What Is Child Poverty?
Child poverty is a state of economic inequality in which some children grow up with limited or even no access to the resources they need to develop into healthy and productive adults, including adequate food, shelter, medical care, and education. These children may be members of working poor families or they may be orphans sometimes left to their own devices in regions with little government support for them. The cycle of poverty generally follows these children throughout their lives, and they often have statistically high chances of becoming poor adults as well.
The poverty threshold is a benchmark for measuring levels of income disparity, and it can vary from one geographic region to the next. Children living in families whose annual income is below the equivalent of $20,000 US Dollars (USD) are usually defined as living in child poverty in many countries. They often have parents who are able to earn only minimum wage due to limited education, resulting in financial stresses that can sometimes significantly disrupt family life. These children also tend to underperform in school, score lower on standardized tests, and drop out of high school in greater percentages.
Lack of access to health care is an additional concern related to child poverty. Poor children generally have higher chances of contracting one of the common diseases of poverty such as tuberculosis, pneumonia, or malaria. Many of these illnesses can be attributed to improper building ventilation, poor sanitation, and inadequate nutrition. Young people growing up in poverty are often not covered by any health insurance, so they also may not receive regular preventative care such as vaccinations.
Street children present some of the most serious cases of child poverty. Many of them find themselves on their own following parental deaths or abandonment. They typically lack any kind of support system and frequently resort to criminal activity in order to survive. Many children living on the streets in some areas may lack birth certificates, having been born outside of hospitals, rendering them ineligible for any social services that their local region is able to provide. Street children are disproportionally at risk for becoming victims of exploitation or violent crime.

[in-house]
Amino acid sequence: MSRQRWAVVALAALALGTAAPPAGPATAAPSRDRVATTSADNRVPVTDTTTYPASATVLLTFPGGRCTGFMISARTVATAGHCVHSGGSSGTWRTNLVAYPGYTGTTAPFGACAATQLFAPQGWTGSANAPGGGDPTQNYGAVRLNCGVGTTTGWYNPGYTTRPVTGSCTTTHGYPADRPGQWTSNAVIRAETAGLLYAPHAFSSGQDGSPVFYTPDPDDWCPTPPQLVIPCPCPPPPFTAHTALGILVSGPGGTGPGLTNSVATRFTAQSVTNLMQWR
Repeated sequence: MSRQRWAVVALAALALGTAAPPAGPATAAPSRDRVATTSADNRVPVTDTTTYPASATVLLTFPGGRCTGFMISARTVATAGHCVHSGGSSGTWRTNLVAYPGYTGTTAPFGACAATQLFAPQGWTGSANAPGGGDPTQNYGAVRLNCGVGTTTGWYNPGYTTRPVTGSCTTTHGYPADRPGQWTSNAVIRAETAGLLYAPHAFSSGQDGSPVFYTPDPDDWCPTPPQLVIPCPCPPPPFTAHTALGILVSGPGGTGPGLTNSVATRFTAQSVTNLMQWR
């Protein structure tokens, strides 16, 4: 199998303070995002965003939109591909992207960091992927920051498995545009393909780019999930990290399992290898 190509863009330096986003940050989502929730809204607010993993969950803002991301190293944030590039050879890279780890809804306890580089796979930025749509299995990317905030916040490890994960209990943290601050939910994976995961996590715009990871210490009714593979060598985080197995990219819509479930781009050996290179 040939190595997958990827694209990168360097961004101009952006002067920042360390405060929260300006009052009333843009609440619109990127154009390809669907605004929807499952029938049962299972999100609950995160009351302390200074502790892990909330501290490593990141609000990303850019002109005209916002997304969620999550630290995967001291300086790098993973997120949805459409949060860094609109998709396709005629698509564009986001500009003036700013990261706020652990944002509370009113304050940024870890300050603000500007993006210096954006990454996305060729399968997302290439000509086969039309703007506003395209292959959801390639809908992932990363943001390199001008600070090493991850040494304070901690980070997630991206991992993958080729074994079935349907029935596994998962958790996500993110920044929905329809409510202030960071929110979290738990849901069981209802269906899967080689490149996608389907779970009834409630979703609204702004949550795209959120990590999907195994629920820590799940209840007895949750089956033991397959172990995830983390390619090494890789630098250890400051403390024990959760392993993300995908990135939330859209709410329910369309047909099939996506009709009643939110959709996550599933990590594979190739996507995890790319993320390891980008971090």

Childhood poverty can lead to noticeable social costs as poor children grow into adulthood. Some prove to be less educated and less productive workers than their counterparts who did not grow up in poverty. Others can turn to lives of crime and thus increase the taxpayer costs of the justice system.
Unfortunately, I have never had a chance to visit children in poverty. Regardless, for the past six months or so, I have been planning to go on a mission trip to a poverty stricken area. I don't know what to expect, and I know it won't be easy, but I have prepared myself for this day. I have heard that mission trips can be a life changing experience, and it's something I may never forget.
@Hazali - I've always been under the impression that people ignore that poverty because of the way the media portrays it. Let's look at it this way. Have you ever seen those commercials with the sad looking cats and dogs? Notice how people tend to turn away from those commercials because their emotions are manipulated. Well, in some ways, the same can be said for children in poverty. More often than not, the media tends to "exploit" them, especially in commercials. They're portrayed in a rather inhumane way, and it turns he viewers away from wanting to do something about it. That's just my take on it anyway.
While I have never been a victim of child poverty, I can only imagine what children go through in other countries. However, the thing that bothers me the most about it is that it seems to go completely ignored, at least for the most part. When many people see or hear about it, though they tend to think it's sad, they just shrug their shoulders and move on.
Also, I will admit that I've been guilty of this too. Overall, when it comes to people who are less fortunate than us, I think one problem might be that because we're not in that situation, we tend to take what we have for granted, not taking anyone else into consideration.
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